Applications (i.e. software used by humans) rely on underlying software components like libraries, operating system services, and remote services exposed via an API. Software components may also rely on underlying software sub-components: a Python library relies on other Python libraries, and on the Python interpreter, which in turns relies on C libraries, which rely on the standard C library, which relies on the operating system’s kernel, etc.. The requirements for testing software components depends on whose point of view we take. From the point of view of end-users of higher level applications or components, underlying sub-components are only useful insofar as they support the higher-level functionality. So long as we are testing the higher-level functionality we don’t need to worry about the correctness of the sub-components. From the point of view of the software developers who rely on sub-components to develop applications or higher-level components the correctness and stability of the sub-components are important. From that perspective we may well benefit from testing of the sub-components.
Why software components?
Most software projects, whether applications or software components, start out writing code directly for their users' needs; we’ll call this "business logic".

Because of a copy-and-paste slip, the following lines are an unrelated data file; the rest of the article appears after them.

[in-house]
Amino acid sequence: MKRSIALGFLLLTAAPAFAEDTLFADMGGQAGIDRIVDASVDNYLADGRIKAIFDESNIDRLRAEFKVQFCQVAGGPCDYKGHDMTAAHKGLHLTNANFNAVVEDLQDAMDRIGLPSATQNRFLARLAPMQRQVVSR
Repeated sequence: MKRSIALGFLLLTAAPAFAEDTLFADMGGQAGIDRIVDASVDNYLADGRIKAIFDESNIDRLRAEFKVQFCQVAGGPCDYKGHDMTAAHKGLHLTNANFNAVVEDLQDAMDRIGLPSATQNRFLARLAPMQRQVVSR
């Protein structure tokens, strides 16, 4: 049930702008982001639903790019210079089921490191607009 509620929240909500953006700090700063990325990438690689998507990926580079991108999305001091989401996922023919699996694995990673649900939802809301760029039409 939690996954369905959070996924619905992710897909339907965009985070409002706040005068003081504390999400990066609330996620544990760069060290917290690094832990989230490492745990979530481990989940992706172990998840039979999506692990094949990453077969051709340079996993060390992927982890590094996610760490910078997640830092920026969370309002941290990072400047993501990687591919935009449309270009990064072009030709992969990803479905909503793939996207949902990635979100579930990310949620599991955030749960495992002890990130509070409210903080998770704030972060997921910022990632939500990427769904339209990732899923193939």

As the business logic becomes more complex programmers will notice certain common functionality and move it into software components.
For example, a blogging website might include a
Post object which has some
Comment objects attached to it, and some logic for rendering those objects to HTML.
As the blogging website grows the number of posts and comments may become too large to show all at once.
This suggests the need for some paging code, to load only a subset of posts or comments at a time, and the logic is similar for both object types.
The result is a shared function or class implementing paging in a generic way that is not tied to either
A real world example of this process is the Twisted networking framework for Python. It originates in a game engine called Twisted Reality, one of whose sub-components was a networking framework. Other projects began relying on the networking sub-component, so Twisted Reality’s developers split the project in two: Twisted the networking framework, and Reality the game. The networking framework is still in use, the game engine has for the most part been forgotten.
Imagine you are developing an application or software component: do you need to test underlying software sub-components you develop or use along the way? As a first pass the answer is no.
Functionality tests for the product itself ensure it meets the requirements of users. Given limited resources it is therefore more important than testing of the underlying sub-components. If a sub-component breaks then presumably this will break the functionality tests for the product. Functionality tests for the product can suffice, up to a point, to test that the sub-components are correct.